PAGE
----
CND header

AIA Home > SBSE Home > Teaching Resources > Carbon Neutral Design > Case Studies > Global Ecology Center > Climate Analysis

arrow Project Introduction

arrow What is Carbon Neutral Design?

arrow Carbon Neutral Design Process

arrow Carbon Neutral Design Strategies

arrow Carbon Design Protocols

arrow Carbon Calculation Tools

arrow Carbon Neutral Case Studies


Aldo Leopold Legacy Center

dash EpiCenter Artists for Humanity

dash Integrated Design Associates

dash Global Ecology Center

dot Case Study Metrics

dot Climate Analysis

dot Site Analysis/Site Design

dot Building Massing and Orientation

dot Envelope Design

dot Illumination

dot Fresh Air - Natural and Mechanical Ventilation

dot Heating - Passive Solar and Mechanical Strategies

dot Cooling - Passive and Mechanical Strategies

dot Renewable Energy

dot Embodied Energy

dot Water and Waste

dot Integration Studies

dot Drawings and Images

dash Kitsap SEED

Sidwell Friends Middle School


dash Denny Park Apartments

EcoMOD: OUTin House

dash EcoMOD3: Seam

Lopez Affordable Housing

Wild Sage Cohousing


arrow Carbon Neutral Teaching

arrow Resources

arrow Links


Carbon Neutral Case Studies
Global Ecology Center, Stanford, California
Climate Analysis

Climate Narrative
Source: NOAA Weather Data Files

The daily and annual range in temperature is small. A few frosty mornings occur during the winter but the temperature seldom drops below freezing. Winter temperatures generally rise to the high 50s in the early afternoon. The summer weather is dominated by a cool sea breeze resulting in an average summer wind speed of nearly 15 mph. Winds are light in the early morning but normally reach 20 to 25 mph in the afternoon. A sea fog, arriving over the station during the late evening or night as a low cloud, is another persistent feature of the summer weather. This high fog, occasionally producing drizzle or mist, usually disappears during the late forenoon. Despite the morning overcast, summer days are sunny.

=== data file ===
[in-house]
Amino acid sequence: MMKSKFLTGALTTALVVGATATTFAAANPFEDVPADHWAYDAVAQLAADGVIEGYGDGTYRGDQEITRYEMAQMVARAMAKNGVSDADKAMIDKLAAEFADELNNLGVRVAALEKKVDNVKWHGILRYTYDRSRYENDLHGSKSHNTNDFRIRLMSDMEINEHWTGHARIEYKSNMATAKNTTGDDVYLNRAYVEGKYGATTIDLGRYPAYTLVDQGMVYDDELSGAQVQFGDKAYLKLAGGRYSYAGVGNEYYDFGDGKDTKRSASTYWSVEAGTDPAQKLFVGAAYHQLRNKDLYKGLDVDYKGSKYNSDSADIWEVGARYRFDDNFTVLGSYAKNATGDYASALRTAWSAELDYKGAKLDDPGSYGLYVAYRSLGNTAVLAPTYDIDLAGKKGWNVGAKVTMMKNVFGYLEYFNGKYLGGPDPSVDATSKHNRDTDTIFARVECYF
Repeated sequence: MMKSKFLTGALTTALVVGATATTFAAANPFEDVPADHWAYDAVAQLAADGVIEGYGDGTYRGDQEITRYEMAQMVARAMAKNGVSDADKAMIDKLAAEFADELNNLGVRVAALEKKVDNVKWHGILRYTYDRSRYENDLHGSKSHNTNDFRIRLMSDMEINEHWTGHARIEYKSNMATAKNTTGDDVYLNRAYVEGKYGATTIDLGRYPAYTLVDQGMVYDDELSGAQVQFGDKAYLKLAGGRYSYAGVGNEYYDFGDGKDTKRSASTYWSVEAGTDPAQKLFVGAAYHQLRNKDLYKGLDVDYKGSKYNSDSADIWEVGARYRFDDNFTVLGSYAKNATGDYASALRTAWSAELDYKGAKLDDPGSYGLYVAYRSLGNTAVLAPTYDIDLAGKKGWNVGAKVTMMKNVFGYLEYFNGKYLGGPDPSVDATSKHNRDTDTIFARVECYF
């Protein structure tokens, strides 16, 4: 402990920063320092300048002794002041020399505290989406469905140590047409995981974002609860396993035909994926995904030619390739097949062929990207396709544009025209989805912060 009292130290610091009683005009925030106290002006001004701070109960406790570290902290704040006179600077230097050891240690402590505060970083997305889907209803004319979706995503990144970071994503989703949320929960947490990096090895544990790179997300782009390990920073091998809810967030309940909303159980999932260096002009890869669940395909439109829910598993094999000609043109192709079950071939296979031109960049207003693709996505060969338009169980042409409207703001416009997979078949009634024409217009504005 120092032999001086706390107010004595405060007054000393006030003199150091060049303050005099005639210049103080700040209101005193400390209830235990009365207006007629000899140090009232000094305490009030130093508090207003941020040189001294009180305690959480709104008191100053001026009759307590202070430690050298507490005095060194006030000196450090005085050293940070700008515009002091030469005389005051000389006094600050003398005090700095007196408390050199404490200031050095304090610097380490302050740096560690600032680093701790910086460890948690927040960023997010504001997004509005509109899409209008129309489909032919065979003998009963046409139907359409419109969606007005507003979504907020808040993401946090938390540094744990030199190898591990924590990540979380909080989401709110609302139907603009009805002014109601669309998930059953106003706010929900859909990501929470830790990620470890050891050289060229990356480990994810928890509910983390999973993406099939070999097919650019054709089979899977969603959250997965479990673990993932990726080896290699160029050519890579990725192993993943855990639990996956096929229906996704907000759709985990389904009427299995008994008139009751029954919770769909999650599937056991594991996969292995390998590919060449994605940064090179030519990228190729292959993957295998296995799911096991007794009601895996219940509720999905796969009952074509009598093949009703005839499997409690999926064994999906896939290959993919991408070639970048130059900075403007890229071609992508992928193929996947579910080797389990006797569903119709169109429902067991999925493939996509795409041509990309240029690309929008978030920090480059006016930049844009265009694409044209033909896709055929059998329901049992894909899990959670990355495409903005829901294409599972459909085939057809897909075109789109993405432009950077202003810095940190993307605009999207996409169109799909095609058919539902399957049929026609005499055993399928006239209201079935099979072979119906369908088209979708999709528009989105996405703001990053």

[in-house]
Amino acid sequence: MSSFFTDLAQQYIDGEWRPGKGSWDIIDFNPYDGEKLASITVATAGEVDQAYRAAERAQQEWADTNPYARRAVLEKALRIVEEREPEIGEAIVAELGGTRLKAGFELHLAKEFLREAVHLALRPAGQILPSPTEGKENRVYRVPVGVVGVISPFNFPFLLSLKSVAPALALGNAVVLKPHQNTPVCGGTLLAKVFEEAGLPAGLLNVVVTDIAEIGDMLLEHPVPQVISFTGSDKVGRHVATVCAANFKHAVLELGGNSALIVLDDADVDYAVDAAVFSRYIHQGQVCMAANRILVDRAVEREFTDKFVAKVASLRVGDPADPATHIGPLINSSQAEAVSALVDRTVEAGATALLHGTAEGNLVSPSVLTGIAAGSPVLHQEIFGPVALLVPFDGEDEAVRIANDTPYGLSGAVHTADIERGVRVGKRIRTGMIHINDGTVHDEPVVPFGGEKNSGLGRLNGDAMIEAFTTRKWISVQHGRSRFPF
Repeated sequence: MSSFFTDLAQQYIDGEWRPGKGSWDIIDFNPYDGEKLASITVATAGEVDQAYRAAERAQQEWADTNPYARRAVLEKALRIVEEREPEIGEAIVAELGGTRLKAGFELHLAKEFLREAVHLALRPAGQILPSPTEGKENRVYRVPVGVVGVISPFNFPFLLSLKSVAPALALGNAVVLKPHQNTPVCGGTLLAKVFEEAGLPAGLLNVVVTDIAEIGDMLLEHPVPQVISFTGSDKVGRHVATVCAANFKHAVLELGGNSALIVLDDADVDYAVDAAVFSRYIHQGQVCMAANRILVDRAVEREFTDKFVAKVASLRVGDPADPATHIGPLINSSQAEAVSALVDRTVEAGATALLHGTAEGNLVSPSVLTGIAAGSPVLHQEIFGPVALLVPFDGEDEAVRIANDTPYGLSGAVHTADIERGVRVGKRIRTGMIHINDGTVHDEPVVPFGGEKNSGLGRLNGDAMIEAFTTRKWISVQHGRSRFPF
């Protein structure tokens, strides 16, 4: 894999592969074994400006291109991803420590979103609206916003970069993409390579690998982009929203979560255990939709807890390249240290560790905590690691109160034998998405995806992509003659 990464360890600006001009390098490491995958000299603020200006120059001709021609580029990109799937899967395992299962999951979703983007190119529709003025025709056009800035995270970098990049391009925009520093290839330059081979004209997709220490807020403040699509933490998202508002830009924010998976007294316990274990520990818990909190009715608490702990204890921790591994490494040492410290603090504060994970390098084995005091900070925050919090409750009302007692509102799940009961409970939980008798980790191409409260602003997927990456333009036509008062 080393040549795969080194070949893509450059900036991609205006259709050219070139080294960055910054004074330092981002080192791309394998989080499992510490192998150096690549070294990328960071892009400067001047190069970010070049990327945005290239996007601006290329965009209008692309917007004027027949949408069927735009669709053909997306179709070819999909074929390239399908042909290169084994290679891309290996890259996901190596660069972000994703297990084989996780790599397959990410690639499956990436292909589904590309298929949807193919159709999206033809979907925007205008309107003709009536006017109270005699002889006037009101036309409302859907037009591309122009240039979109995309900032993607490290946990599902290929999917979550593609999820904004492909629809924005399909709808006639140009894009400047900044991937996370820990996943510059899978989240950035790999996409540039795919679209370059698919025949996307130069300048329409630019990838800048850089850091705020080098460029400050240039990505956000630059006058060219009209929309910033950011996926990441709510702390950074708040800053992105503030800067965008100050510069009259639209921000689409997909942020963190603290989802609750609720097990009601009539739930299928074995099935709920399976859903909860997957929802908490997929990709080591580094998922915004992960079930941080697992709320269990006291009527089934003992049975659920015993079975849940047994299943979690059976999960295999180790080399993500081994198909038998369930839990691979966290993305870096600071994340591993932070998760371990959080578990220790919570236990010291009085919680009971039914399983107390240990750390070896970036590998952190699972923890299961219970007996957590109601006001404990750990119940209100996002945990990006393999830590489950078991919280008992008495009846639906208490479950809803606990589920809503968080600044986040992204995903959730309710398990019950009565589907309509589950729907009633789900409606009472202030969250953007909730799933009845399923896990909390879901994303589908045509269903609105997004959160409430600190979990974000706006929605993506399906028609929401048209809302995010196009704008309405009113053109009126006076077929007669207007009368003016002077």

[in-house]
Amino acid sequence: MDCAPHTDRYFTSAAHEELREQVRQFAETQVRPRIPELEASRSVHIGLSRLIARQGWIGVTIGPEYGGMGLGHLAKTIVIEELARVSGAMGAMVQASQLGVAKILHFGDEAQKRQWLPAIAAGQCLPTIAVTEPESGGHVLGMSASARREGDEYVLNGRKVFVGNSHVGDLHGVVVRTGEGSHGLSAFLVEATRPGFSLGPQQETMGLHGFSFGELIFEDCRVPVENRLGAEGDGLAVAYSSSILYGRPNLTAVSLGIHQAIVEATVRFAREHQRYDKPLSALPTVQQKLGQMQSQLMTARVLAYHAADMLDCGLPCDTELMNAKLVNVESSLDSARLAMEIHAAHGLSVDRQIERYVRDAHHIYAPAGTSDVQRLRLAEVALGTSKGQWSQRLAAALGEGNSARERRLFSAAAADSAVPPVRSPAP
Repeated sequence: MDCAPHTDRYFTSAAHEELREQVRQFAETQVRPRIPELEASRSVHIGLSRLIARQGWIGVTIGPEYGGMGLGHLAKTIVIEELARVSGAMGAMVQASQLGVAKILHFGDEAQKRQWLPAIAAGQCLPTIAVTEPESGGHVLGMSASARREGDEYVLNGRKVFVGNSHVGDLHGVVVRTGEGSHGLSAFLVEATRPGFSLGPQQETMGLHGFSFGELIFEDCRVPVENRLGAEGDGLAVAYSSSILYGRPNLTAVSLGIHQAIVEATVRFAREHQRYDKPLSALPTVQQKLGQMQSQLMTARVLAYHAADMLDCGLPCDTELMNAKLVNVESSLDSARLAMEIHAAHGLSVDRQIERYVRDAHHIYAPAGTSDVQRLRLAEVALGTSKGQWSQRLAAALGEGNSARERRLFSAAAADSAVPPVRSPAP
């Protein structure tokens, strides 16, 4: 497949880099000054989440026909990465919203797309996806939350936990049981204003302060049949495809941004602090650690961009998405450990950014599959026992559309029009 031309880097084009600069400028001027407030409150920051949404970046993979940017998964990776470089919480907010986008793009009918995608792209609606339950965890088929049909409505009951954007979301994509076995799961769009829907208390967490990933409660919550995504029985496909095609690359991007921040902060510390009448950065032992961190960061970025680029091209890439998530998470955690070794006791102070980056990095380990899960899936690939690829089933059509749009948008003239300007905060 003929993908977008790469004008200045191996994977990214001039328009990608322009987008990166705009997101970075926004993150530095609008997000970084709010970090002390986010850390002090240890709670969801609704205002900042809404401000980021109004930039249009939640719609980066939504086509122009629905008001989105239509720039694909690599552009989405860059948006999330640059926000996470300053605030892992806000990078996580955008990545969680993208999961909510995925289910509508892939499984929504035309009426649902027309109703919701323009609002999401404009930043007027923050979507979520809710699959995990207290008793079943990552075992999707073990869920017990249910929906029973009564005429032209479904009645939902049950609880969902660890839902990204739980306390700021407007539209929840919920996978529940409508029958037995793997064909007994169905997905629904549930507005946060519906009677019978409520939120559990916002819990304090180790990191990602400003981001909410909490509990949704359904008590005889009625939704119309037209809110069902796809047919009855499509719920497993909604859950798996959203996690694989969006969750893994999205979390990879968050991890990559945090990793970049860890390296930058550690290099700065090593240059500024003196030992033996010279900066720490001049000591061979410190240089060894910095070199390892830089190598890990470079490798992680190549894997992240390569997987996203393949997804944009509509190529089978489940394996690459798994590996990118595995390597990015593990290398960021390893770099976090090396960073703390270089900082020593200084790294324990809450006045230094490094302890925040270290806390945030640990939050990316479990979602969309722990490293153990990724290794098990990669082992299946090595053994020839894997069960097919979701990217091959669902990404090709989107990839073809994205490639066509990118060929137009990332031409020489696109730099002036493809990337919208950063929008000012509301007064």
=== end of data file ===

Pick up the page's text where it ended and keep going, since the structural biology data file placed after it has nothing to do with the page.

On the average a total of only 14 days during the four months from June through September are classified as cloudy. Daytime temperatures are held down both by the morning low overcast and the afternoon strengthening sea breeze, resulting in daily maximum readings averaging about 70 degrees from May through August. However, during these months occasional hot spells, lasting a few days, are experienced without the usual high fog and sea breeze.

September, when the sea breeze becomes less pronounced, is the warmest month with highs in the 70s. Low temperatures during the summer are in the mid-50s. A strong temperature inversion with its base usually about 1,500 feet persists throughout the summer. Inversions close to the ground are infrequent in summer but rather common in fall and winter. As a consequence of these factors and the continued population and economic growth of the area, atmospheric pollution has become a problem of increasing importance.

Climate Zone: Mixed Marine

HDD = 3,164
CDD = 11

Building design must flow from a response to the Mixed Marine Climate, as well as the domiance of Heating requirements over Cooling.




©2012 American Institute of Architects | Society of Building Science Educators | Legal Disclaimer